In order to provide operational flexibility, swing zones will be created between most steps.  Swing zones provide a way to modify the treatment process in response to seasonal variations.  The deaeration, anaerobic, and anoxic zones will be provided with mixers to keep the mixed liquor in suspension.  Swing zones that may be oxic or anoxic will also have mixers. To achieve denitrification in the process, nitrified mixed liquor will be recycled from the end of the oxic reaction to the primary anoxic zone where denitrification will occur.  Since the oxic reaction may end in either Zone 11 or Zone 12, each of these zones will have a recycle pump.  The pumps will be able to discharge to Zone 4 or Zone 5. The internal recycle capacity will be 300% of the maximum month flows. If internal recycle should not be sufficient to achieve low total nitrogen (TN) concentrations, supplemental carbon may added to the process at the first secondary anoxic zone (either Zone 12 or Zone 13).  Acetic acid is included in the design for use as the supplemental carbon source due to its easier handling requirements, versus methanol, which has explosion risks and may require fire protection.

Hollow-fiber ultrafiltration membranes will be immersed in an aeration tank, in direct contact with mixed liquor. Through the use of a permeate pump, a vacuum is applied to a header connected to the membranes. The vacuum draws the treated water through the membrane wall and into the hollow core of the membrane.  Permeate then passes through the permeate pump and is discharged to the disinfection facilities. Intermittent airflow is introduced to the bottom of the membrane module, producing turbulence that scours the external surface of the hollow fibers. This scouring action transfers rejected solids away from the membrane surface.  The membranes are also back-pulsed to remove solids from the membrane surface. The membranes, course-bubble air diffusers and associated water and air piping are all contained in a factory-assembled cassette.  For the design flows, the WWTF will have 24 cassettes arranged in three separate tanks of 8 cassettes each.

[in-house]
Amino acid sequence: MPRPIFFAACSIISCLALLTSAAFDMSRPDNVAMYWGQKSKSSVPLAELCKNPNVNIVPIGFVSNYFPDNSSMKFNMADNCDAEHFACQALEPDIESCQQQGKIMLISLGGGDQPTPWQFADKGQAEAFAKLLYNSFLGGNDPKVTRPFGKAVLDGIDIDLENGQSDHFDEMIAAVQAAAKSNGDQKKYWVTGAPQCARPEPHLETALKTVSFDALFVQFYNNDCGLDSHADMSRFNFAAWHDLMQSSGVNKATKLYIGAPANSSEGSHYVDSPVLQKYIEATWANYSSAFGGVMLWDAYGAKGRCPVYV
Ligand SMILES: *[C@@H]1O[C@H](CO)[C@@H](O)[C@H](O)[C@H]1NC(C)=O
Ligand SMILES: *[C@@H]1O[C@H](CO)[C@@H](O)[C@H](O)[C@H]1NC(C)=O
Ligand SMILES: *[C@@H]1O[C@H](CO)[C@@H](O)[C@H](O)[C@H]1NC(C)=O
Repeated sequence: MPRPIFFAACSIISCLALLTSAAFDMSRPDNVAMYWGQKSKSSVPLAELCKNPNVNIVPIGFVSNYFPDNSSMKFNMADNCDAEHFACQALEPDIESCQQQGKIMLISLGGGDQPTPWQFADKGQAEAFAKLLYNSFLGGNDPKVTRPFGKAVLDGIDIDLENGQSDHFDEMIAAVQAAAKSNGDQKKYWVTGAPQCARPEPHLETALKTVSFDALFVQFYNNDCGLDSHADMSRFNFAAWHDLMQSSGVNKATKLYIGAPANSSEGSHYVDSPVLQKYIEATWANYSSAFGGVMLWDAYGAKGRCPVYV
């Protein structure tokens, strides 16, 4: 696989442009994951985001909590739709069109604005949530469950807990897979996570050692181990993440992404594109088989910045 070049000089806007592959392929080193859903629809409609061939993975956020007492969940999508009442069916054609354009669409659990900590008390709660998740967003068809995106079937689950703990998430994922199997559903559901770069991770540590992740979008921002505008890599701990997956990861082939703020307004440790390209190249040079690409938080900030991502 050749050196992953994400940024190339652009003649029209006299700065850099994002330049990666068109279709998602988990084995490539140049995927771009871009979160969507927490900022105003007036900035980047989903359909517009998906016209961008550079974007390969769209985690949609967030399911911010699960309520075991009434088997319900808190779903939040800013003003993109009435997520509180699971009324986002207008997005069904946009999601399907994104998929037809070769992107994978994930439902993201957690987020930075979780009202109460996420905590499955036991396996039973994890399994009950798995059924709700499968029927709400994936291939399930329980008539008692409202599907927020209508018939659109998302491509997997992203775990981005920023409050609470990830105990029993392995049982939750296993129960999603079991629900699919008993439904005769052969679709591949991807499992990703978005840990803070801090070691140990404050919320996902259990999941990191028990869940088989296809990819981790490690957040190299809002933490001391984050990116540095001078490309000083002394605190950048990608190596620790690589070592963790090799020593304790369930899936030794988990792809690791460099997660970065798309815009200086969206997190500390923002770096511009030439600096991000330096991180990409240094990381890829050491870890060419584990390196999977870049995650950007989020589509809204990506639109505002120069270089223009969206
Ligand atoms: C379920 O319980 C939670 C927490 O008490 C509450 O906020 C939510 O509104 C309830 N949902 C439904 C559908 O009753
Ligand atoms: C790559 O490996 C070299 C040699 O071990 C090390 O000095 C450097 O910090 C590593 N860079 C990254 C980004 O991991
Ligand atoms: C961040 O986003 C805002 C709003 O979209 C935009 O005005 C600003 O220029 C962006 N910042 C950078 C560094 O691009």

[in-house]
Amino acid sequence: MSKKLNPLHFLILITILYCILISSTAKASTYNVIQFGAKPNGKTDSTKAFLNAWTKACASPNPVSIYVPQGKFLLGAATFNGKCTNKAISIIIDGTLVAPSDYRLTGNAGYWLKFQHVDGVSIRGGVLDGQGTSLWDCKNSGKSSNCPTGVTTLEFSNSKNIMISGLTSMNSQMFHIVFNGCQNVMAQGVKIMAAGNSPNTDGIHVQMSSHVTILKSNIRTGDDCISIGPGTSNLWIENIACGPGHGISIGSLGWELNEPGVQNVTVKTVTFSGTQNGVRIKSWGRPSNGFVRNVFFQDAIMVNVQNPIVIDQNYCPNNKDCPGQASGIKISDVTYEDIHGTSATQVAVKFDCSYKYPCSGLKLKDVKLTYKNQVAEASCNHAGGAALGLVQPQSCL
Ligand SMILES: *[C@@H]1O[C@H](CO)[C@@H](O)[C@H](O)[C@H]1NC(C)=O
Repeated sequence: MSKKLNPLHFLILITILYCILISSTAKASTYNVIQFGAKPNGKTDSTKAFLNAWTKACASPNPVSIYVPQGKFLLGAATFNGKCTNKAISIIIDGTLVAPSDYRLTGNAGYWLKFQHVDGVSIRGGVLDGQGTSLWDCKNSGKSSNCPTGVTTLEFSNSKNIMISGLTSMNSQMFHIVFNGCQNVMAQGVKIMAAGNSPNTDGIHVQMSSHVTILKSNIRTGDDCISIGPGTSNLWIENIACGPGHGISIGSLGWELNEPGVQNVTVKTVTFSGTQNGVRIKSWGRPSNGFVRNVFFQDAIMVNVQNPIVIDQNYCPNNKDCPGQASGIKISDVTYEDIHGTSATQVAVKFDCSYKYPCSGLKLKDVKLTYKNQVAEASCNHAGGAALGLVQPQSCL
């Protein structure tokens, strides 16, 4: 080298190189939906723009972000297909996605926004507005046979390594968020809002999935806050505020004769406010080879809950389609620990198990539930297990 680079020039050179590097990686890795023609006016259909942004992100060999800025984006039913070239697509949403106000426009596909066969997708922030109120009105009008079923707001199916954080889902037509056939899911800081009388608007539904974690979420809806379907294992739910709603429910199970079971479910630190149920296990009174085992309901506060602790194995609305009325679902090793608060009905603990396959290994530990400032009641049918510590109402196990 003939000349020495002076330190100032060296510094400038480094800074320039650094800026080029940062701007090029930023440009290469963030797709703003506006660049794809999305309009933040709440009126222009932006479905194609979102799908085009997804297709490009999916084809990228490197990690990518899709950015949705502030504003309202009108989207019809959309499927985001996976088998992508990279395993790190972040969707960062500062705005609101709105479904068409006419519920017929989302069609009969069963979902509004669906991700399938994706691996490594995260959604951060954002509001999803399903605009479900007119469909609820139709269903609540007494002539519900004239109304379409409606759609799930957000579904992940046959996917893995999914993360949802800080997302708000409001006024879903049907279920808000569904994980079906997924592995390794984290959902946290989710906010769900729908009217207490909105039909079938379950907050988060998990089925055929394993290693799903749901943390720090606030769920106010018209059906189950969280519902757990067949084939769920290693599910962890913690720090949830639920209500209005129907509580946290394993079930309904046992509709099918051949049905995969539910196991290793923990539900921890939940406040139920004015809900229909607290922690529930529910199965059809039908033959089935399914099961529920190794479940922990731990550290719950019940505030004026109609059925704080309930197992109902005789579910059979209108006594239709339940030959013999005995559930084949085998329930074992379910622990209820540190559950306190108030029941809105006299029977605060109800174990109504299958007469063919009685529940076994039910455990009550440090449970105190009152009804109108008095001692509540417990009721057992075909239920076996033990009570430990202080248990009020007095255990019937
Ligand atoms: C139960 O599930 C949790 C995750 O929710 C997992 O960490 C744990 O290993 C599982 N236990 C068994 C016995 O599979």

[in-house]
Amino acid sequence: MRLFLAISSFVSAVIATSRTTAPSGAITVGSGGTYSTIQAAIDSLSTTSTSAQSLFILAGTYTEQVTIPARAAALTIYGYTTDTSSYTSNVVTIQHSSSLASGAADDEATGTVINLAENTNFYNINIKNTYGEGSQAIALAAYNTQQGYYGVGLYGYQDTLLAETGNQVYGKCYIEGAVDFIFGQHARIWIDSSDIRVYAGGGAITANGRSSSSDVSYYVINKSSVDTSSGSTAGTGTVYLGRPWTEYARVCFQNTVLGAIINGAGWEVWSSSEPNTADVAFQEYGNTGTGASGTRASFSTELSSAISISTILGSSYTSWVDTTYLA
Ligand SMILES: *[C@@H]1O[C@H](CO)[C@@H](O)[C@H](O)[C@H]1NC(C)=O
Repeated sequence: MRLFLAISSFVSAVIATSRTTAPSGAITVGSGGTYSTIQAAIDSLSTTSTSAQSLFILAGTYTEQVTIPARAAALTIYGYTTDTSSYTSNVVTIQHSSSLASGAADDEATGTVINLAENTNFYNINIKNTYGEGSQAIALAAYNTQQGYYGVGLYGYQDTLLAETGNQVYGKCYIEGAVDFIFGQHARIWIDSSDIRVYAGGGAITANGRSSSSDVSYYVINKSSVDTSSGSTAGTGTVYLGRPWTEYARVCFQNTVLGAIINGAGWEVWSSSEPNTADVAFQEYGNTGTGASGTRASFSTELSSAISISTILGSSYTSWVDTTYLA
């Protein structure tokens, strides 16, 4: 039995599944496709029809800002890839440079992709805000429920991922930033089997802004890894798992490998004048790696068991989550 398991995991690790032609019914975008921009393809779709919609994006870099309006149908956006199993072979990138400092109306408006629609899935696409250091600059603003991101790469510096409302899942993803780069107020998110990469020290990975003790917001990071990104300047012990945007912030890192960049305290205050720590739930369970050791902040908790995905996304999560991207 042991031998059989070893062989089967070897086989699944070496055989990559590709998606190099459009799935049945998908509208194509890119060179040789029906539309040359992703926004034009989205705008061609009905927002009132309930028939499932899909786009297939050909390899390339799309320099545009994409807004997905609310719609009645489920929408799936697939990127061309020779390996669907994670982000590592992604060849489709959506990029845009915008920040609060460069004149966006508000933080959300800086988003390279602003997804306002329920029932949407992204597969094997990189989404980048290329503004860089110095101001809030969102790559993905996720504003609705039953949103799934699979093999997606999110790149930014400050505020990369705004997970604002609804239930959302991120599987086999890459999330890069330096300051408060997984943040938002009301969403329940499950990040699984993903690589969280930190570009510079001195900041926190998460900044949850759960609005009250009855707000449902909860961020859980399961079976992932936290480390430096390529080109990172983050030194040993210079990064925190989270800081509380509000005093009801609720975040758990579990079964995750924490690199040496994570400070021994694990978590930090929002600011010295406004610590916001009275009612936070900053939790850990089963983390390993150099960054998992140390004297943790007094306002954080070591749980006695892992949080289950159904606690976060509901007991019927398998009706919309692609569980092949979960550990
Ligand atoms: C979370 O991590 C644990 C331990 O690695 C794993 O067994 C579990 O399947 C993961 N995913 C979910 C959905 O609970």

The MBR system with ultra-filtration will allow for biological phosphorus removal, which will be further enhanced through chemical addition of ferric chloride and polymer to the treatment process.
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Virginia Department of
Environmental Quality
P.O. Box 1105
Richmond, VA 23218
(804) 698-4000